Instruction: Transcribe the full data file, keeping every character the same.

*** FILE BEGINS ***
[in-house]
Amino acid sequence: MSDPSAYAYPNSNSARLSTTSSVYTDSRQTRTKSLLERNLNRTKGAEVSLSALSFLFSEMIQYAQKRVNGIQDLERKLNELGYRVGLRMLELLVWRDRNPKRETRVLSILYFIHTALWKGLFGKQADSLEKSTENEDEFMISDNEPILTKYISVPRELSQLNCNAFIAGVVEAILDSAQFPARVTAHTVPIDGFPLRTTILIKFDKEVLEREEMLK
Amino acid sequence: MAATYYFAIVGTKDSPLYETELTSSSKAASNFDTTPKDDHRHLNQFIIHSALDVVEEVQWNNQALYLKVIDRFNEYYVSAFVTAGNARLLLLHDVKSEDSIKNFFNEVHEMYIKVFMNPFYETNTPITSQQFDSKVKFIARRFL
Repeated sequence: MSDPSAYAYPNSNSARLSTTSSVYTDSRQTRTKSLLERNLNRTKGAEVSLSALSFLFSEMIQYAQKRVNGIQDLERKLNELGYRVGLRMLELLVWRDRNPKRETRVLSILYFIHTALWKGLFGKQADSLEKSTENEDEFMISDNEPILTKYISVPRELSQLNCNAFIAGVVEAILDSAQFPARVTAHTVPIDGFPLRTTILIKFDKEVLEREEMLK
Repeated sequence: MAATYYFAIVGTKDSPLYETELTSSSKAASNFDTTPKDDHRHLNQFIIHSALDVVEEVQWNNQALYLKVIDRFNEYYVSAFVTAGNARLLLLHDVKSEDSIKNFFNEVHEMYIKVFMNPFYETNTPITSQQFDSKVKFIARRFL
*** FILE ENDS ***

[in-house]
Amino acid sequence: MSDPSAYAYPNSNSARLSTTSSVYTDSRQTRTKSLLERNLNRTKGAEVSLSALSFLFSEMIQYAQKRVNGIQDLERKLNELGYRVGLRMLELLVWRDRNPKRETRVLSILYFIHTALWKGLFGKQADSLEKSTENEDEFMISDNEPILTKYISVPRELSQLNCNAFIAGVVEAILDSAQFPARVTAHTVPIDGFPLRTTILIKFDKEVLEREEMLK
Amino acid sequence: MAATYYFAIVGTKDSPLYETELTSSSKAASNFDTTPKDDHRHLNQFIIHSALDVVEEVQWNNQALYLKVIDRFNEYYVSAFVTAGNARLLLLHDVKSEDSIKNFFNEVHEMYIKVFMNPFYETNTPITSQQFDSKVKFIARRFL
Repeated sequence: MSDPSAYAYPNSNSARLSTTSSVYTDSRQTRTKSLLERNLNRTKGAEVSLSALSFLFSEMIQYAQKRVNGIQDLERKLNELGYRVGLRMLELLVWRDRNPKRETRVLSILYFIHTALWKGLFGKQADSLEKSTENEDEFMISDNEPILTKYISVPRELSQLNCNAFIAGVVEAILDSAQFPARVTAHTVPIDGFPLRTTILIKFDKEVLEREEMLK
Repeated sequence: MAATYYFAIVGTKDSPLYETELTSSSKAASNFDTTPKDDHRHLNQFIIHSALDVVEEVQWNNQALYLKVIDRFNEYYVSAFVTAGNARLLLLHDVKSEDSIKNFFNEVHEMYIKVFMNPFYETNTPITSQQFDSKVKFIARRFL